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Home > Reviews > Eyepieces > 12mm and up > William Optics UWAN 28mm - My Experience

William Optics UWAN 28mm - My Experience
By Rod Nabholz - 7/16/2008

I have always hesitated to offer a "review" of a product, mostly because despite 15 years or so in this hobby, I cannot claim to have a huge breadth of experience using wide variety of equipment. I have not attended big star parties, or live in place where there are large numbers of active astronomers using the mix of equipment that would provide a chance to compare and evaluate. It always seemed to me that a reviewer should have those experiences to offer a definitive judgment on a reviewed product. With all of that said, please let me just offer a recounting of my experiences with the William Optics UWAN 28mm eyepiece.

UWAN 28mm and supplied caps


I became interested in a wide field, low power eyepiece for my 13" f4.6 reflector about a year or so ago. At the time I had picked up a used 16mm Type 2 Nagler after exclusively using plossls for many years and was bitten by the wide field bug.

Let me say that my predisposition was in favor of Tele Vue products. I had used their Plossls, Barlows, and a Pronto for many years and had never been unhappy with any aspect of their performance. In fact my eyepiece collection was nearly 100% Tele Vue after winnowing out other lesser performing eyepieces over the years. So to say that Tele Vue had the inside track on this new acquisition was no understatement.

I was considering the 35mm Panoptic and the 26mm and 31mm Naglers, and was reading everything that I could find on these eyepieces.

Ultimately I decided that the Naglers were the way to go. I was still swaying back and forth between the 31 and the 26, the choice of Width of field vs Smaller Exit Pupil/Higher Contrast, but I just could not pull the trigger. Why? Six Hundred reasons. I just could not justify spending $600 on a single eyepiece, it just seemed to be too much for me at this place in my life.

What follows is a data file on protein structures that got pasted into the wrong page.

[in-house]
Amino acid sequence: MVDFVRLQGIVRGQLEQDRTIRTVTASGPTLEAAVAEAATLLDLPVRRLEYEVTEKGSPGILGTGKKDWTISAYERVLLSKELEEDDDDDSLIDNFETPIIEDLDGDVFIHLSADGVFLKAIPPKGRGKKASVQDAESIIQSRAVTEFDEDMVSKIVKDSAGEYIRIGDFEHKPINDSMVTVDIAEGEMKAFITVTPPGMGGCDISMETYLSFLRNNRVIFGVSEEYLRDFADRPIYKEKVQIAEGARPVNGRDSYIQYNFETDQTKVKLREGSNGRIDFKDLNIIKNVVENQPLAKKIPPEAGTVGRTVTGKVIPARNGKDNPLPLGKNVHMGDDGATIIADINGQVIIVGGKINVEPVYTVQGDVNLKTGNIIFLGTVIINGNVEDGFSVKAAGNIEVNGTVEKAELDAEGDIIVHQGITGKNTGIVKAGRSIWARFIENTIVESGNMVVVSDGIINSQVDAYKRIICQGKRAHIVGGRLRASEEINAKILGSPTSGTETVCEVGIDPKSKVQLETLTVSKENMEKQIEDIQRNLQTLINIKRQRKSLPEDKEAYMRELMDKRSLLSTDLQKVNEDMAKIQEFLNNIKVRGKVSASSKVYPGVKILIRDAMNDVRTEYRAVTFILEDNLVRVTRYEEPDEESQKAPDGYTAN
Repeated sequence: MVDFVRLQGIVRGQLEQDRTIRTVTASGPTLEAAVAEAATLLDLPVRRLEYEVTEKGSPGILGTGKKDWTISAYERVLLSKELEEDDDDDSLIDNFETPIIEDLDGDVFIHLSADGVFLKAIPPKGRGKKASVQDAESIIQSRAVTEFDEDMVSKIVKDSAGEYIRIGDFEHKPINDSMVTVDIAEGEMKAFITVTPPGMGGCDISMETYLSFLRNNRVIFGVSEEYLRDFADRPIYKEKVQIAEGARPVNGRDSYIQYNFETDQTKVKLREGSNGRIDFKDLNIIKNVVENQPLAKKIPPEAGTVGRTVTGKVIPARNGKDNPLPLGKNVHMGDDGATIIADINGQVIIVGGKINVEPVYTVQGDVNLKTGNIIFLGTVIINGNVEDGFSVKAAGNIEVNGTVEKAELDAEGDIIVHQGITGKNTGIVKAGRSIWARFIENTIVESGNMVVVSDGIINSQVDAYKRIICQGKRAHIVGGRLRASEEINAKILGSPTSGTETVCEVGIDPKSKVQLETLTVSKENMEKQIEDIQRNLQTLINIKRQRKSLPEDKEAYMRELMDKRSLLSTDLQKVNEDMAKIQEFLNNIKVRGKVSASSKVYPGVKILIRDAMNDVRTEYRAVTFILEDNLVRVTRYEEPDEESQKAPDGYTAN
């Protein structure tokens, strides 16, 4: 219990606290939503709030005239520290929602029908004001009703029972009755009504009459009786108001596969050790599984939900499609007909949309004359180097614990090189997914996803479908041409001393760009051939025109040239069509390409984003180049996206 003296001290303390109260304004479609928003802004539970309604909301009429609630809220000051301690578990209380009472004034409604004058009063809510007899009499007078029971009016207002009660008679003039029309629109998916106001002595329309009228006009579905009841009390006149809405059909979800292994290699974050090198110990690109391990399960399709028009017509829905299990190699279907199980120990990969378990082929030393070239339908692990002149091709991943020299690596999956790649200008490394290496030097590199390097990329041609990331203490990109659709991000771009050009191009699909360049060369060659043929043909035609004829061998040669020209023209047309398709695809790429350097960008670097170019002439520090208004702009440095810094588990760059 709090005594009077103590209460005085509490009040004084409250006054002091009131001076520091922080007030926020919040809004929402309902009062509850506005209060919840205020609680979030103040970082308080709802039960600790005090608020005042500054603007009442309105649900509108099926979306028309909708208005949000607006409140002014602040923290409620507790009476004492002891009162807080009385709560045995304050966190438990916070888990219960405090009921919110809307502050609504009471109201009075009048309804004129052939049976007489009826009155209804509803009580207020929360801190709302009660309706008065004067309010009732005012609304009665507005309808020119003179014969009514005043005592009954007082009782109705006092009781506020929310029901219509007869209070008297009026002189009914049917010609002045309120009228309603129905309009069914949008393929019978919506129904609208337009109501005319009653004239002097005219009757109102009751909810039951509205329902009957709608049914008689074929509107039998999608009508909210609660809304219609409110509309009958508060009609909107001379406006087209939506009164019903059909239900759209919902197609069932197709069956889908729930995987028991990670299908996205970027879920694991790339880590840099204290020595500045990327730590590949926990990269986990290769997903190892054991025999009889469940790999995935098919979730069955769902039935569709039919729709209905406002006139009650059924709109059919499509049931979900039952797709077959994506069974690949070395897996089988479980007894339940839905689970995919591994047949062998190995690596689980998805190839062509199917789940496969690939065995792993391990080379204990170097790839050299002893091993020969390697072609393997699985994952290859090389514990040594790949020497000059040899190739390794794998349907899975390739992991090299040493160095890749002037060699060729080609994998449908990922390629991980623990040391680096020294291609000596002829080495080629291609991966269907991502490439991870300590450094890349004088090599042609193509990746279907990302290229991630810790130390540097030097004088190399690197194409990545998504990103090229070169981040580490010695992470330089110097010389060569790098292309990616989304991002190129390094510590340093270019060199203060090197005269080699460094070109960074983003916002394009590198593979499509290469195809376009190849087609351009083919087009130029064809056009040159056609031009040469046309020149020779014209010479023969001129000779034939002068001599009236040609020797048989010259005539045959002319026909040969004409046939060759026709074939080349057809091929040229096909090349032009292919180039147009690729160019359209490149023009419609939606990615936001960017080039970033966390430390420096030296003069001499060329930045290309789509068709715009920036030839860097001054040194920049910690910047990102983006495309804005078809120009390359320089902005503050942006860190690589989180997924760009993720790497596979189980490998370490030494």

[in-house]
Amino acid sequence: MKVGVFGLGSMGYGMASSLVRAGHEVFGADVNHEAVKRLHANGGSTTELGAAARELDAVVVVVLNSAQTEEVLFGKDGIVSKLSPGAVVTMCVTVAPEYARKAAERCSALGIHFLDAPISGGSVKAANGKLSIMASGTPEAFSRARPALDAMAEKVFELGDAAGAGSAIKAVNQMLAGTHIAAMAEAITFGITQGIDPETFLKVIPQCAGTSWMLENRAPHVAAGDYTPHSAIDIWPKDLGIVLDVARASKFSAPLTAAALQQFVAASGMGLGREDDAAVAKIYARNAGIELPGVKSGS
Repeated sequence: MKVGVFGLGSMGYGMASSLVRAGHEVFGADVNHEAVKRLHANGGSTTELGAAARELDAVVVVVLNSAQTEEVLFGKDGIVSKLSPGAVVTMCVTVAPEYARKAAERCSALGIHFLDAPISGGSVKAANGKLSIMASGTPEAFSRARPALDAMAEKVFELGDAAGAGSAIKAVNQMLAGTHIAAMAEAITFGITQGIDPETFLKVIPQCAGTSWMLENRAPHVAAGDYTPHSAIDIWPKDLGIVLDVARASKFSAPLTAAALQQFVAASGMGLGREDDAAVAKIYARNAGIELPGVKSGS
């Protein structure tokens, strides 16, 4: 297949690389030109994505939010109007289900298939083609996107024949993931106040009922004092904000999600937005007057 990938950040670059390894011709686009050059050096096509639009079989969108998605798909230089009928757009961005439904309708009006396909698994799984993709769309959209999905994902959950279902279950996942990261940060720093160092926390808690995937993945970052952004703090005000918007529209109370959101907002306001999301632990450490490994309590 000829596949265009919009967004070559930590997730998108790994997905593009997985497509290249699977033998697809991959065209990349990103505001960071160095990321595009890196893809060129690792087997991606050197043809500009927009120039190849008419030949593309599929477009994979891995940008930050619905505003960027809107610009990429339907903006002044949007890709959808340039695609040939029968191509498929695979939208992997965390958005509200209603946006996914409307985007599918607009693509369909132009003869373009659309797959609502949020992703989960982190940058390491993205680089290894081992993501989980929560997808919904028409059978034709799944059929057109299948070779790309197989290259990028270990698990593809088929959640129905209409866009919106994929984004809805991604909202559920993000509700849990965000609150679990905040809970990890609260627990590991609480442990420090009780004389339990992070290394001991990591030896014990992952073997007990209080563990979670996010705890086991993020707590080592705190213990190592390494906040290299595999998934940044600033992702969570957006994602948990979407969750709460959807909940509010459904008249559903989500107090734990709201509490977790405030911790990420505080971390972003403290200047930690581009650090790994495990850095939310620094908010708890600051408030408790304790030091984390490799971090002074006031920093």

So one day I heard about the UWAN 28mm. I am skeptical - the catalogs are full of wide fields, but nothing that offers the Nagler performance. So I begin the quest for information on this interesting specimen. What I find is very encouraging, two reviewers whose opinion I respect very much, Tom Trusock and Rod Mollise offer very high praise for the UWAN's, and the 28mm in particular. One of Rod's lines from his review sticks with me, quoting some of his observing partners after they had tested the UWAN vs the Nagler “Let’s get on Astromart and sell our Naglers before anybody else finds out about the UWANs!”

Size Comparison - This is a BIG eyepiece.


My interest was piqued, if it was this good, and just $400, it seemed a more reasonable outlay.

Of even more interest to me was the fact that they seemed to be regularly available used for $250 to $300 - that was a number that was really appealing.

It was a deal like that which finally caused me to take the leap.

When it arrived it was hard not to be impressed with the presentation. It was packaged in a rather large red and black box that opened to expose a die cut, dense foam insert, nestled in which was one of the most impressive, striking eyepieces I have ever seen. Everything about it was first class. The finish on the barrel is a perfect glossy black. The silver lettering and insignia is quite striking in its contrast. The mechanics of the adjustable eyecup is smooth and even. It became immediately clear, this was no cheap knock off, at least as far as the manufacturing of the body and mechanics.

A look at the glass exhibited what appeared to be fully multicoated surfaces every where I could see.

This is a BIG and HEAVY eyepiece - 2 lbs or so. It will require some accomodation to use it,you had better have a plan for your dob, or you will be looking at quick nosedive when you place this one in the focuser.